It’s not enough to have kefir on the kitchen counter, kombucha in a jar, or Kosher dills in the fridge. You actually have to eat them. Make kefir cheese and spread it on a celery stick. Eat a pickle when you have the munchies in the middle of the afternoon. Eat sauerkraut as a side dish at dinner. A little fermented food throughout the day, every day, will gently change your gut microbiome to one that loves to help you lose weight and be healthy.
Once you’ve got your healthy gut microbes working for you, they will let you know if you forget them. You’ll get cravings for pickles or yoghurt. Kombucha will be more attractive to you than soda. The sugar cravings that plagued you since high school with stop. And as a bonus you’ll have more energy and think more clearly.
Eating more fermented food is the very best thing you can do for your health in 2016.
Avoid antibiotic use, except for extreme need
Antibiotics can disrupt the gut microbiome for up to a year, after antibiotic use. There are herbs that have similar properties to antibiotics but attack bad bacteria while enhancing good bacteria. If it isn’t a life or death situation, try a few herbal antibiotics, before you fill the prescription. Herbal antibiotics like bidens, woad, and ginger can be effective for mild infections. (Always consult your medical professional for serious illness.)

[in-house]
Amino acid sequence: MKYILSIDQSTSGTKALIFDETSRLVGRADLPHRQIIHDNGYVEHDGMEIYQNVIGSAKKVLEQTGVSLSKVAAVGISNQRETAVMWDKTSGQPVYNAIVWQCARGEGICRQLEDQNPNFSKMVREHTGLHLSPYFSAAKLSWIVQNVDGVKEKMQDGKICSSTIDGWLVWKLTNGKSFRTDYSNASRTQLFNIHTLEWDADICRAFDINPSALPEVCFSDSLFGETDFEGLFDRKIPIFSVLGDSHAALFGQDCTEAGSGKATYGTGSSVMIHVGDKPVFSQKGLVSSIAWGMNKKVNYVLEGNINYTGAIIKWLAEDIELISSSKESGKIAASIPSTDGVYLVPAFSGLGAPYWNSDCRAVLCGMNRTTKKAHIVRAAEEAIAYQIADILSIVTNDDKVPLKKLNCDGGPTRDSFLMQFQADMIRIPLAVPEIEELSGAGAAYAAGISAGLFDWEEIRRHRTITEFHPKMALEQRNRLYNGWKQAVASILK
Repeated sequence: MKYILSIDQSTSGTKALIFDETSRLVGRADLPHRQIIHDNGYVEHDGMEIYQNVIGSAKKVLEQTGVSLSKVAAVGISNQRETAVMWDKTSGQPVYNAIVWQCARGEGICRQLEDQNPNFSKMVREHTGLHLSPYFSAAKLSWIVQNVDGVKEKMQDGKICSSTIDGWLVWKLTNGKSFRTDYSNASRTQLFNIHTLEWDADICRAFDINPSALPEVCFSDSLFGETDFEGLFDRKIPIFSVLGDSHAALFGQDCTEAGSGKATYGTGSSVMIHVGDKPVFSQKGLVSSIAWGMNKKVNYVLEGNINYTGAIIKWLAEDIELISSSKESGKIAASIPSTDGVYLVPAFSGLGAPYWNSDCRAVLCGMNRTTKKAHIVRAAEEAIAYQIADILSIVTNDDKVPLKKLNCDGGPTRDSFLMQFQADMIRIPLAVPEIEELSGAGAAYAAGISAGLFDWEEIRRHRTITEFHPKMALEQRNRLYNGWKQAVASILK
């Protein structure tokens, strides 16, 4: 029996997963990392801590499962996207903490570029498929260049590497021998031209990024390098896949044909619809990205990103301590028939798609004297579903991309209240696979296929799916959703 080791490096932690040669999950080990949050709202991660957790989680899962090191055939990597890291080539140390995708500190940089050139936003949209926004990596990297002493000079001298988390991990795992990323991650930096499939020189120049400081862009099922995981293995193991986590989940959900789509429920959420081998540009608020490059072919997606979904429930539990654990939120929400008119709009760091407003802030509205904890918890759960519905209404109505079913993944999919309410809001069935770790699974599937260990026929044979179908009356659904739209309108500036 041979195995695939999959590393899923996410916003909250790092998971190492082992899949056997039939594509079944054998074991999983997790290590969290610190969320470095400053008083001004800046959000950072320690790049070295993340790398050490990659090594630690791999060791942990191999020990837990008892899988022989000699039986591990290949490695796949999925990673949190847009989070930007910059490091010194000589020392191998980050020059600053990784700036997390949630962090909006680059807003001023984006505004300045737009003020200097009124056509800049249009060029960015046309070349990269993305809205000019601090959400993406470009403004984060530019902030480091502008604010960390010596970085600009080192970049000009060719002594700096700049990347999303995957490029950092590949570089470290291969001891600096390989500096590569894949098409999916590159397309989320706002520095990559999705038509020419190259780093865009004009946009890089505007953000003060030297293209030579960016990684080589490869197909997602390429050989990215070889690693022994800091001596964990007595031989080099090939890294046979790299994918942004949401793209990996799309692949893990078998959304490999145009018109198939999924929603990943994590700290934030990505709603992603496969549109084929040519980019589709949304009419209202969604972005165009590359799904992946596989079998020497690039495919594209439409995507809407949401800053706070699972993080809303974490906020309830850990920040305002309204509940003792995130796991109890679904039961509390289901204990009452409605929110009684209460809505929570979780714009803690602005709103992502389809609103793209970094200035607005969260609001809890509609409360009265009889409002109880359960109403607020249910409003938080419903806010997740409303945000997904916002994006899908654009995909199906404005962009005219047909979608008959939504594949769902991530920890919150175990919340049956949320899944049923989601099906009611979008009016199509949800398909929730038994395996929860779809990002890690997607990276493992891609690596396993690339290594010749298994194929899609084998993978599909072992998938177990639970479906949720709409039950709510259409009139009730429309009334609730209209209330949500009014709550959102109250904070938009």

If you do find yourself in need of a prescription, eat as much fermented food as you can as soon as the antibiotic regime is completed.
I hope you’ll consider making 2016 the year you fully explore the health benefits of fermented food.
Improve your health and reduce your risk of:
- Metabolic disease and Obesity
- High blood pressure
- Heart Disease
- Non-alcoholic fatty liver disease
- Kimchi, sauerkraut, pickles, and fermented vegetables
- Raw milk cheese
- Cultured butter
- Ginger Bug
- Apple Cider Vinegar
- Artificial sweeteners
- High fructose corn syrup
- Unfermented grains, seeds, nuts
- Prescription antibiotics
- Factory made food
Are you ready to make 2016 the healthiest year you’ve had yet? Add some kefir, kombucha, or fermented vegetables to your daily menu. How will you get these health allies working for you this year?